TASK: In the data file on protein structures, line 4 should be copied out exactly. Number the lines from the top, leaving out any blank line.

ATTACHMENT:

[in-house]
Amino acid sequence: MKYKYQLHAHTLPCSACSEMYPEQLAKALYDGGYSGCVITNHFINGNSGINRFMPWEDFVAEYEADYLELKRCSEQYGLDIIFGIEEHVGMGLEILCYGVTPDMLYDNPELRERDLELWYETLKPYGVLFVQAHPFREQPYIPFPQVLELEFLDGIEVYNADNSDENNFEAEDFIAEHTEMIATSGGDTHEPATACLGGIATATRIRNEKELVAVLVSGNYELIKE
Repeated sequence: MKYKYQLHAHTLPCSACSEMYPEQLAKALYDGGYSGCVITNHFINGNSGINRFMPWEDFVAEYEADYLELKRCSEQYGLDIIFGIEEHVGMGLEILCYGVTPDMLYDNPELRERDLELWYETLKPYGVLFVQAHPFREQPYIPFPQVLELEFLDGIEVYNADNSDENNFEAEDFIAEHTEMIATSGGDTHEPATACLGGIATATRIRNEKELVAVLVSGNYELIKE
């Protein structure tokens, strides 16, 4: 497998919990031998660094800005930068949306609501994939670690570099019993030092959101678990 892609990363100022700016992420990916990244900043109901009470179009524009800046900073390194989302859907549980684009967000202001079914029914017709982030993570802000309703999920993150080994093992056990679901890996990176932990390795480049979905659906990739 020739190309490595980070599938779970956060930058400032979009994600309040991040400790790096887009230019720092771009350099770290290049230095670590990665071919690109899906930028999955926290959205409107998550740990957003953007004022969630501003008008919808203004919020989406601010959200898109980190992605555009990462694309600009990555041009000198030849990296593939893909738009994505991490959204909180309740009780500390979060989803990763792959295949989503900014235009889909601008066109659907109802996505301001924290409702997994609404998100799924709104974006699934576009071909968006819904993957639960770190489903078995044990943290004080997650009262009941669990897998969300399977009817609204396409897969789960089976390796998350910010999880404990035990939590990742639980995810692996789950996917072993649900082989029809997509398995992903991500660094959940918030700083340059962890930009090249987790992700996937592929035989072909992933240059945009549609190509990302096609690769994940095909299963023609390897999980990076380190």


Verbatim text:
């Protein structure tokens, strides 16, 4: 497998919990031998660094800005930068949306609501994939670690570099019993030092959101678990 892609990363100022700016992420990916990244900043109901009470179009524009800046900073390194989302859907549980684009967000202001079914029914017709982030993570802000309703999920993150080994093992056990679901890996990176932990390795480049979905659906990739 020739190309490595980070599938779970956060930058400032979009994600309040991040400790790096887009230019720092771009350099770290290049230095670590990665071919690109899906930028999955926290959205409107998550740990957003953007004022969630501003008008919808203004919020989406601010959200898109980190992605555009990462694309600009990555041009000198030849990296593939893909738009994505991490959204909180309740009780500390979060989803990763792959295949989503900014235009889909601008066109659907109802996505301001924290409702997994609404998100799924709104974006699934576009071909968006819904993957639960770190489903078995044990943290004080997650009262009941669990897998969300399977009817609204396409897969789960089976390796998350910010999880404990035990939590990742639980995810692996789950996917072993649900082989029809997509398995992903991500660094959940918030700083340059962890930009090249987790992700996937592929035989072909992933240059945009549609190509990302096609690769994940095909299963023609390897999980990076380190």